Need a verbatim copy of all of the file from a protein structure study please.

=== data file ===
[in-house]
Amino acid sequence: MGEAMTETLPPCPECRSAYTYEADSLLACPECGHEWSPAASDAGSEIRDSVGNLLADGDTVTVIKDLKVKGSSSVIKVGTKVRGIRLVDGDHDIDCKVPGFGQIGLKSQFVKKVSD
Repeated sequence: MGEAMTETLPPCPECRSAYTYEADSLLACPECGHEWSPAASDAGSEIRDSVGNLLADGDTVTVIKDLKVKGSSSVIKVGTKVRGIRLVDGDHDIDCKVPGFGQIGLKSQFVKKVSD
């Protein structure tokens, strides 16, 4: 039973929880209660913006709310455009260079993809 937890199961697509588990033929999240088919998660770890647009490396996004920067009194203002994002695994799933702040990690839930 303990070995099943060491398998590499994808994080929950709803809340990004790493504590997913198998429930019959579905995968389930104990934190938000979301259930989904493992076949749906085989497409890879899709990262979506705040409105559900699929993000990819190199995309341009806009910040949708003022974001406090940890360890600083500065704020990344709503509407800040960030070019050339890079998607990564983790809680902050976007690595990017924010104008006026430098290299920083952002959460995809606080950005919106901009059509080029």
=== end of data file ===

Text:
[in-house]
Amino acid sequence: MGEAMTETLPPCPECRSAYTYEADSLLACPECGHEWSPAASDAGSEIRDSVGNLLADGDTVTVIKDLKVKGSSSVIKVGTKVRGIRLVDGDHDIDCKVPGFGQIGLKSQFVKKVSD
Repeated sequence: MGEAMTETLPPCPECRSAYTYEADSLLACPECGHEWSPAASDAGSEIRDSVGNLLADGDTVTVIKDLKVKGSSSVIKVGTKVRGIRLVDGDHDIDCKVPGFGQIGLKSQFVKKVSD
């Protein structure tokens, strides 16, 4: 039973929880209660913006709310455009260079993809 937890199961697509588990033929999240088919998660770890647009490396996004920067009194203002994002695994799933702040990690839930 303990070995099943060491398998590499994808994080929950709803809340990004790493504590997913198998429930019959579905995968389930104990934190938000979301259930989904493992076949749906085989497409890879899709990262979506705040409105559900699929993000990819190199995309341009806009910040949708003022974001406090940890360890600083500065704020990344709503509407800040960030070019050339890079998607990564983790809680902050976007690595990017924010104008006026430098290299920083952002959460995809606080950005919106901009059509080029």